“The safety issue is a really big deal,” Rosabeth Moss Kanter, a Harvard Business School professor, told AP. “But you just can’t discriminate. You can’t turn people away.”

A similar operation planned for New York, SheHails, has been held up for more than a year by legal challenges, AP reported. The news service said when it begins operating later this year, it will use male as well as female drivers, and will serve both sexes, leaving the choice to drivers to offer a ride and fares to accept or decline.

While federal law bans discrimination based on sex in hiring, there are exceptions. For instance, prison operators have been allowed to exclude men from some jobs where privacy concerns are an issue.

But a “bona fide occupational qualification” exception is generally very narrow, Elizabeth Brown, a business law professor at Bentley University in Waltham, told the news service.

Ultimately, Murphy doesn’t think that a service like Chariot is the best solution. It’s more of a cultural shift against assault that’s needed – or an enforcement of laws that already exist – rather than creating an alternative, “second-class” option, she said.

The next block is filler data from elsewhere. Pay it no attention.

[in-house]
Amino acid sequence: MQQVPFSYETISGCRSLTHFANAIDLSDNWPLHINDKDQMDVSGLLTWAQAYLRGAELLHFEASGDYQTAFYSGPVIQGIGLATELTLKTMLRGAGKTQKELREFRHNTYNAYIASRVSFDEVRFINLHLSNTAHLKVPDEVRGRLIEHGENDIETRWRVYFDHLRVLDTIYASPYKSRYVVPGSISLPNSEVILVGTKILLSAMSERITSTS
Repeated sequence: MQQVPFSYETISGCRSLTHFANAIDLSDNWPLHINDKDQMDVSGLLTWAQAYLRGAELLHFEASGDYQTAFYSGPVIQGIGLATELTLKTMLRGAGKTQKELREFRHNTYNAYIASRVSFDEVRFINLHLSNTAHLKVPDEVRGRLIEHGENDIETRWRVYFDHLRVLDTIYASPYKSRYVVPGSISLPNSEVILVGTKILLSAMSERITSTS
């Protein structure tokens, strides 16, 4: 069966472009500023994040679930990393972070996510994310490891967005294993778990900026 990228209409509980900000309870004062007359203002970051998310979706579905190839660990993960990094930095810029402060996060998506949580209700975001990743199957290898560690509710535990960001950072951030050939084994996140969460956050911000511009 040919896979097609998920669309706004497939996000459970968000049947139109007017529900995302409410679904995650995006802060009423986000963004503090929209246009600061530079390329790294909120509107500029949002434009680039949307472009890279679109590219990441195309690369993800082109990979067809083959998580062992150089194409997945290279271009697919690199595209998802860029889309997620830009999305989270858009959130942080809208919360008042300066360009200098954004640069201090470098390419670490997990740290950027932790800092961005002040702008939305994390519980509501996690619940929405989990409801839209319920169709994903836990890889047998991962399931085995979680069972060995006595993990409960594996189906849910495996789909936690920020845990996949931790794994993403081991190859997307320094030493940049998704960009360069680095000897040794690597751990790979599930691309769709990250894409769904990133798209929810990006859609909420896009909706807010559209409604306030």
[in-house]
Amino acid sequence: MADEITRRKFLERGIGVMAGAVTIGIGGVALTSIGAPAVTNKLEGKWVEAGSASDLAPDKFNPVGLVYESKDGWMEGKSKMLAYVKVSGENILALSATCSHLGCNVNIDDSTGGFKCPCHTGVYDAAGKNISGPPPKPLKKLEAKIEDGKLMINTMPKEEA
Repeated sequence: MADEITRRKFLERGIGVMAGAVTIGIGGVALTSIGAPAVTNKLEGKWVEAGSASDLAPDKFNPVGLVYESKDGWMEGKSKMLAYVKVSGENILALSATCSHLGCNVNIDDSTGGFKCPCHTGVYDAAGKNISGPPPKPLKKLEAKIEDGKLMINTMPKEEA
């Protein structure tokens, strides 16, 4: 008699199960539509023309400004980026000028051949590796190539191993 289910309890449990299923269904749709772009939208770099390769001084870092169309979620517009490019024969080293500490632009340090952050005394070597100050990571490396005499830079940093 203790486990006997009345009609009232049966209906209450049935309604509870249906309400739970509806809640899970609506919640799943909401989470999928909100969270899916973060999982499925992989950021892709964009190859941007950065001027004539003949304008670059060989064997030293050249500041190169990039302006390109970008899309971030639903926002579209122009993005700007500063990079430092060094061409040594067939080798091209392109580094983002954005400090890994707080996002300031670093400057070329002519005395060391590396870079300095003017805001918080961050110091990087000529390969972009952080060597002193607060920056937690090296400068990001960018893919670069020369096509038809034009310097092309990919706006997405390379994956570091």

“Why don’t you enforce fiercer criminal investigations, why don’t you put GPS devices and crack the identity of these guys more aggressively?” Murphy said, referring to global positioning systems.

“The worst thing in the world is to permit discrimination under the umbrella of the ideology of protectionism,” Murphy said, observing that many people are willing to sacrifice rights for safety, but “when women do it, it establishes a second-class citizenship. The price is too high, almost always.”

As for Pelletz, he’s prepared to make a case in court for a service that puts women’s safety first.

“We look forward to legal challenges. We want to show there’s inequality in safety in our industry,” he told the TechCrunch.com blog. “We hope to go to the U.S. Supreme Court to say that if there’s safety involved, there’s nothing wrong with providing a service for women.”

Contact Kara Bettis at [email protected] or on Twitter @karabettis.